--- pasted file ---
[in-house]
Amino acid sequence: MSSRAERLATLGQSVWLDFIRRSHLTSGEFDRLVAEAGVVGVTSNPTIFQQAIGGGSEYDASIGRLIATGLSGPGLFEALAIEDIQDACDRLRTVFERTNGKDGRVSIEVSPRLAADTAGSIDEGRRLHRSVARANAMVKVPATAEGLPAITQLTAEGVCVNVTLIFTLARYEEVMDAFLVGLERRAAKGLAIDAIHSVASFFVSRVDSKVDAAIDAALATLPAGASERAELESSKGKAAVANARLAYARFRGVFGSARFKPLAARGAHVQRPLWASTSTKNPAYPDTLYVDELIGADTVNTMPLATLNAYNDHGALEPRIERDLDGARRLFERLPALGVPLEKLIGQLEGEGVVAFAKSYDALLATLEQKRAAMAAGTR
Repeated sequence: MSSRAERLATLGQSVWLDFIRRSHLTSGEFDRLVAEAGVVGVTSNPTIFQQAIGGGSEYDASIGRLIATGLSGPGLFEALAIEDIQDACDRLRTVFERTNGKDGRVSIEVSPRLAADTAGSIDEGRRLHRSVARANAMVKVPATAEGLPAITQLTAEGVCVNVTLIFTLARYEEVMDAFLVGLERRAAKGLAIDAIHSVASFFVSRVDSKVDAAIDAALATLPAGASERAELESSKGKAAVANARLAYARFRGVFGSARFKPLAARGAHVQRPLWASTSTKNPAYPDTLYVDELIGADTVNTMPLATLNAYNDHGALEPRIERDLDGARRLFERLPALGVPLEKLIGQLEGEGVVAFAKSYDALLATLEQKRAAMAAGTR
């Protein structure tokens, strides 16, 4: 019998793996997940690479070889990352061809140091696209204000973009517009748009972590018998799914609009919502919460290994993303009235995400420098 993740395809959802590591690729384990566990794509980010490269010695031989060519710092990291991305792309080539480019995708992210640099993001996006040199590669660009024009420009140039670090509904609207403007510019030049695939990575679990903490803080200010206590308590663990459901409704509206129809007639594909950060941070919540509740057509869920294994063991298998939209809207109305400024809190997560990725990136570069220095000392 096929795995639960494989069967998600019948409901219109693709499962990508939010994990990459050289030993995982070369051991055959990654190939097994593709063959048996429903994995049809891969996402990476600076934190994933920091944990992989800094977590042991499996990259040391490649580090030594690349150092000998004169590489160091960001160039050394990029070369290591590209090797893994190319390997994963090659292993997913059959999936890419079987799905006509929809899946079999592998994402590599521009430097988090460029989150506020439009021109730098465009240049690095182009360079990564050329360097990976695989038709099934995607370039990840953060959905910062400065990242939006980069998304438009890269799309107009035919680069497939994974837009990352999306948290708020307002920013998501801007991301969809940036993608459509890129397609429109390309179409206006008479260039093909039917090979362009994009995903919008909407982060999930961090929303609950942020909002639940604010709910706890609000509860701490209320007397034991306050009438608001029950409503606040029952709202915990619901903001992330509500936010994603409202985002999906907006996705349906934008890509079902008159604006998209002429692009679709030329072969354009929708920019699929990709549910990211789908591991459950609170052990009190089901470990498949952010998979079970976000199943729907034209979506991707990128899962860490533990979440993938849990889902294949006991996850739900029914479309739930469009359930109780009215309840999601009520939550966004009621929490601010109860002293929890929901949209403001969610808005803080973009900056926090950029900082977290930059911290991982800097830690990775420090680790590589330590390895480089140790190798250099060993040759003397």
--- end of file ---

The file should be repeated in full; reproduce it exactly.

[in-house]
Amino acid sequence: MSSRAERLATLGQSVWLDFIRRSHLTSGEFDRLVAEAGVVGVTSNPTIFQQAIGGGSEYDASIGRLIATGLSGPGLFEALAIEDIQDACDRLRTVFERTNGKDGRVSIEVSPRLAADTAGSIDEGRRLHRSVARANAMVKVPATAEGLPAITQLTAEGVCVNVTLIFTLARYEEVMDAFLVGLERRAAKGLAIDAIHSVASFFVSRVDSKVDAAIDAALATLPAGASERAELESSKGKAAVANARLAYARFRGVFGSARFKPLAARGAHVQRPLWASTSTKNPAYPDTLYVDELIGADTVNTMPLATLNAYNDHGALEPRIERDLDGARRLFERLPALGVPLEKLIGQLEGEGVVAFAKSYDALLATLEQKRAAMAAGTR
Repeated sequence: MSSRAERLATLGQSVWLDFIRRSHLTSGEFDRLVAEAGVVGVTSNPTIFQQAIGGGSEYDASIGRLIATGLSGPGLFEALAIEDIQDACDRLRTVFERTNGKDGRVSIEVSPRLAADTAGSIDEGRRLHRSVARANAMVKVPATAEGLPAITQLTAEGVCVNVTLIFTLARYEEVMDAFLVGLERRAAKGLAIDAIHSVASFFVSRVDSKVDAAIDAALATLPAGASERAELESSKGKAAVANARLAYARFRGVFGSARFKPLAARGAHVQRPLWASTSTKNPAYPDTLYVDELIGADTVNTMPLATLNAYNDHGALEPRIERDLDGARRLFERLPALGVPLEKLIGQLEGEGVVAFAKSYDALLATLEQKRAAMAAGTR
């Protein structure tokens, strides 16, 4: 019998793996997940690479070889990352061809140091696209204000973009517009748009972590018998799914609009919502919460290994993303009235995400420098 993740395809959802590591690729384990566990794509980010490269010695031989060519710092990291991305792309080539480019995708992210640099993001996006040199590669660009024009420009140039670090509904609207403007510019030049695939990575679990903490803080200010206590308590663990459901409704509206129809007639594909950060941070919540509740057509869920294994063991298998939209809207109305400024809190997560990725990136570069220095000392 096929795995639960494989069967998600019948409901219109693709499962990508939010994990990459050289030993995982070369051991055959990654190939097994593709063959048996429903994995049809891969996402990476600076934190994933920091944990992989800094977590042991499996990259040391490649580090030594690349150092000998004169590489160091960001160039050394990029070369290591590209090797893994190319390997994963090659292993997913059959999936890419079987799905006509929809899946079999592998994402590599521009430097988090460029989150506020439009021109730098465009240049690095182009360079990564050329360097990976695989038709099934995607370039990840953060959905910062400065990242939006980069998304438009890269799309107009035919680069497939994974837009990352999306948290708020307002920013998501801007991301969809940036993608459509890129397609429109390309179409206006008479260039093909039917090979362009994009995903919008909407982060999930961090929303609950942020909002639940604010709910706890609000509860701490209320007397034991306050009438608001029950409503606040029952709202915990619901903001992330509500936010994603409202985002999906907006996705349906934008890509079902008159604006998209002429692009679709030329072969354009929708920019699929990709549910990211789908591991459950609170052990009190089901470990498949952010998979079970976000199943729907034209979506991707990128899962860490533990979440993938849990889902294949006991996850739900029914479309739930469009359930109780009215309840999601009520939550966004009621929490601010109860002293929890929901949209403001969610808005803080973009900056926090950029900082977290930059911290991982800097830690990775420090680790590589330590390895480089140790190798250099060993040759003397």